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Atari 'E.T.' cartridge dig put on hold over waste excavation plan

By Shawn Knight
Mar 22, 2014
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  1. A group of filmmakers from LightBox and Fuel Entertainment were eager to begin excavation of a New Mexico landfill in search of millions of copies of Atari's commercial flop of a video game that was E.T. the Extra-Terrestrial.
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  2. Jad Chaar

    Jad Chaar TS Evangelist Posts: 6,477   +965

    Haha this is pretty funny. Digging for the worst game ever.
     
    spectrenad and SalaSSin like this.
  3. VitalyT

    VitalyT Russ-Puss Posts: 3,155   +1,430

    Dig deeper guys, and you might find the E.T. cadaver ;)
     
  4. misor

    misor TS Evangelist Posts: 1,163   +197

    One man's waste is another man's treasure! but I suspect the diggers were in just for the publicity in order to lunch digger 2014 touch edition for windows 8.1 :)
     
  5. cliffordcooley

    cliffordcooley TS Guardian Fighter Posts: 8,556   +2,900

    The only thing that would make this more hilarious, is if the gaming cartridge was "Dig Dug".
     
    misor likes this.
  6. MilwaukeeMike

    MilwaukeeMike TS Evangelist Posts: 2,752   +1,107

    How on earth did they lose $500 million on a game that was created in a matter of weeks? Even if they paid 'tens of millions' to Spielberg that still leaves a lot left over for making and marketing the game. You could buy every commercial on Super Bowl Sunday and not spend a few hundred million bucks. I almost wonder if those cartridges aren't filled with the lost cash, ha!
     
  7. Skidmarksdeluxe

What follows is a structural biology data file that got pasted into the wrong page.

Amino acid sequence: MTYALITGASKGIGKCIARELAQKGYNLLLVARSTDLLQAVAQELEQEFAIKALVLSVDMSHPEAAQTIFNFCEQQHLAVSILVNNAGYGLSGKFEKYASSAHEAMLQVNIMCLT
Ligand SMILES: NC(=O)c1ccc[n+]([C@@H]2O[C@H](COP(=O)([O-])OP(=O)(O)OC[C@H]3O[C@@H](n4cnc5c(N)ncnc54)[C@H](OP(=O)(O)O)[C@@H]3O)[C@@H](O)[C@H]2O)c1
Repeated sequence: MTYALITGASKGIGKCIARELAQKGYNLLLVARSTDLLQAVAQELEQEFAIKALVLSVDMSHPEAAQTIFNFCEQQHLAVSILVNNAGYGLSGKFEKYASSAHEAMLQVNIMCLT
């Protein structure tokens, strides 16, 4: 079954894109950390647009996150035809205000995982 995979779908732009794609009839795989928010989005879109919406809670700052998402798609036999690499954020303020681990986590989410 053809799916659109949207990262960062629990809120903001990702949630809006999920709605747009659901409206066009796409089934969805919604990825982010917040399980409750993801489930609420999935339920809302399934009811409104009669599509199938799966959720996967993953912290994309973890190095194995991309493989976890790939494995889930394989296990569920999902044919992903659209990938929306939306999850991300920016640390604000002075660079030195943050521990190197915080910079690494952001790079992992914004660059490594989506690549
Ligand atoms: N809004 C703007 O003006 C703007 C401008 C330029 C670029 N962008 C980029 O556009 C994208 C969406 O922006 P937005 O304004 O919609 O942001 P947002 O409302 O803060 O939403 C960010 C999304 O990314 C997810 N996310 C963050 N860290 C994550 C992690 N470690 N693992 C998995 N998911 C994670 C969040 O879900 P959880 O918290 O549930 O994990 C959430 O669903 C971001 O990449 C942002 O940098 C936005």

Skidmarksdeluxe TS Evangelist Posts: 6,509   +2,056

    Bah. It sounds like the New Mexico Environment Dept. are just trying to turn a quick buck. A WEP probably wasn't even in existence when the landfill was first opened. I think they made up that rule 10 minutes ago.
     
  8. GhostRyder

    GhostRyder This guy again... Posts: 2,191   +590

    Rights to the movie, the cost of production of the cartridges/game, and advertising among other things to that degree. Basically they made a pitiful game and thought that the hype would win out but of course back then that kind of thing was way overestimated.
     
  9. Fbarnett

    Fbarnett TS Booster Posts: 206   +30

    Ea needs to do this with bf4
     
  10. AlvinTheNerd

    AlvinTheNerd TS Rookie

    In 1982, rewritable flash was insanely expensive. If you were to sell more than a few 100,000 copies, it was cheaper to pay for a custom chip design that imbedded the game's data directly into the chip and then for a bare minimum amount of flash to store saved games. However, you have to pay for the chip to be made and then order the right amount of silicon at the chip foundry. If you order too few chips, customers are angry that they can't get the game. To many, and you destroy your margin. In this case, Atari paid for millions and millions of E.T. chips and their cartridges to be built but sales plummeted. The legend is that no price could move the cartridges already made and Atari was paying warehouse fees. It was cheaper to pay for landfill space than warehouse space, so they took that route.

    The loss was at the chip foundry, not to programmers. And during the 1980's, it was very common to pay more for cartridge manufacturing than program development.
     
    cliffordcooley likes this.
  11. Definitely NOT the worst game ever. Pitfall was infinitely worse. I actually enjoyed playing ET at the time. It wasn't that bad. It was better than Tanks too, come to think of it. Yawn.
     
  12. lmike6453

    lmike6453 TS Enthusiast Posts: 100   +6

    Lmao what? Pitfall was awesome!
     
  13. learninmypc

    learninmypc TS Evangelist Posts: 6,603   +335

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